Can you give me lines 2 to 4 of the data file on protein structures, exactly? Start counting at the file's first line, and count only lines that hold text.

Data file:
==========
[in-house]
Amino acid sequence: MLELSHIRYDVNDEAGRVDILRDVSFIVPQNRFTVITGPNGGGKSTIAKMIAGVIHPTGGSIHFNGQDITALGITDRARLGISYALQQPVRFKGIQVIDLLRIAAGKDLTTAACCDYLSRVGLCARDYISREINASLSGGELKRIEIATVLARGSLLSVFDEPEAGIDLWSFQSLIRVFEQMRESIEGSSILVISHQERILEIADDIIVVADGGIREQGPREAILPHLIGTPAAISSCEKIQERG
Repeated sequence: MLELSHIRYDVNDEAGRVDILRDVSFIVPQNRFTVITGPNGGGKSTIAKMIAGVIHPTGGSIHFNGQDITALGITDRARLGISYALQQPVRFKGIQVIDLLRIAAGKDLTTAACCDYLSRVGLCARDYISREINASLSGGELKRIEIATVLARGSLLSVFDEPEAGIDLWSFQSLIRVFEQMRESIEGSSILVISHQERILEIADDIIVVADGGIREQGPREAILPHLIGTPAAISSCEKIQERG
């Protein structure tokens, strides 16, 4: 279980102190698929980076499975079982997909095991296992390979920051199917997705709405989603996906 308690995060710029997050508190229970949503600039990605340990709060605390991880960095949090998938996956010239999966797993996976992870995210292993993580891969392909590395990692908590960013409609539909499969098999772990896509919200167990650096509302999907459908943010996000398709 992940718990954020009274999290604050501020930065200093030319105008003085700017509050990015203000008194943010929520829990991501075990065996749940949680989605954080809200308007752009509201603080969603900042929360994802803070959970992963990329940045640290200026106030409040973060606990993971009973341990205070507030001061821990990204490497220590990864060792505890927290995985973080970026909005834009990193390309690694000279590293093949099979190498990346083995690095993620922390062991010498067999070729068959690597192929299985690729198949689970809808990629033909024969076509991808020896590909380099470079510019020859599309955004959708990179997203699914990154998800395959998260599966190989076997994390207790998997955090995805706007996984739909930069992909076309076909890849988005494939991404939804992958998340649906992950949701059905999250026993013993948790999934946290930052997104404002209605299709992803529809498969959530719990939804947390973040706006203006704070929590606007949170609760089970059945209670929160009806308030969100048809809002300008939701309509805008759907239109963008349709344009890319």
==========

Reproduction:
Amino acid sequence: MLELSHIRYDVNDEAGRVDILRDVSFIVPQNRFTVITGPNGGGKSTIAKMIAGVIHPTGGSIHFNGQDITALGITDRARLGISYALQQPVRFKGIQVIDLLRIAAGKDLTTAACCDYLSRVGLCARDYISREINASLSGGELKRIEIATVLARGSLLSVFDEPEAGIDLWSFQSLIRVFEQMRESIEGSSILVISHQERILEIADDIIVVADGGIREQGPREAILPHLIGTPAAISSCEKIQERG
Repeated sequence: MLELSHIRYDVNDEAGRVDILRDVSFIVPQNRFTVITGPNGGGKSTIAKMIAGVIHPTGGSIHFNGQDITALGITDRARLGISYALQQPVRFKGIQVIDLLRIAAGKDLTTAACCDYLSRVGLCARDYISREINASLSGGELKRIEIATVLARGSLLSVFDEPEAGIDLWSFQSLIRVFEQMRESIEGSSILVISHQERILEIADDIIVVADGGIREQGPREAILPHLIGTPAAISSCEKIQERG
């Protein structure tokens, strides 16, 4: 279980102190698929980076499975079982997909095991296992390979920051199917997705709405989603996906 308690995060710029997050508190229970949503600039990605340990709060605390991880960095949090998938996956010239999966797993996976992870995210292993993580891969392909590395990692908590960013409609539909499969098999772990896509919200167990650096509302999907459908943010996000398709 992940718990954020009274999290604050501020930065200093030319105008003085700017509050990015203000008194943010929520829990991501075990065996749940949680989605954080809200308007752009509201603080969603900042929360994802803070959970992963990329940045640290200026106030409040973060606990993971009973341990205070507030001061821990990204490497220590990864060792505890927290995985973080970026909005834009990193390309690694000279590293093949099979190498990346083995690095993620922390062991010498067999070729068959690597192929299985690729198949689970809808990629033909024969076509991808020896590909380099470079510019020859599309955004959708990179997203699914990154998800395959998260599966190989076997994390207790998997955090995805706007996984739909930069992909076309076909890849988005494939991404939804992958998340649906992950949701059905999250026993013993948790999934946290930052997104404002209605299709992803529809498969959530719990939804947390973040706006203006704070929590606007949170609760089970059945209670929160009806308030969100048809809002300008939701309509805008759907239109963008349709344009890319």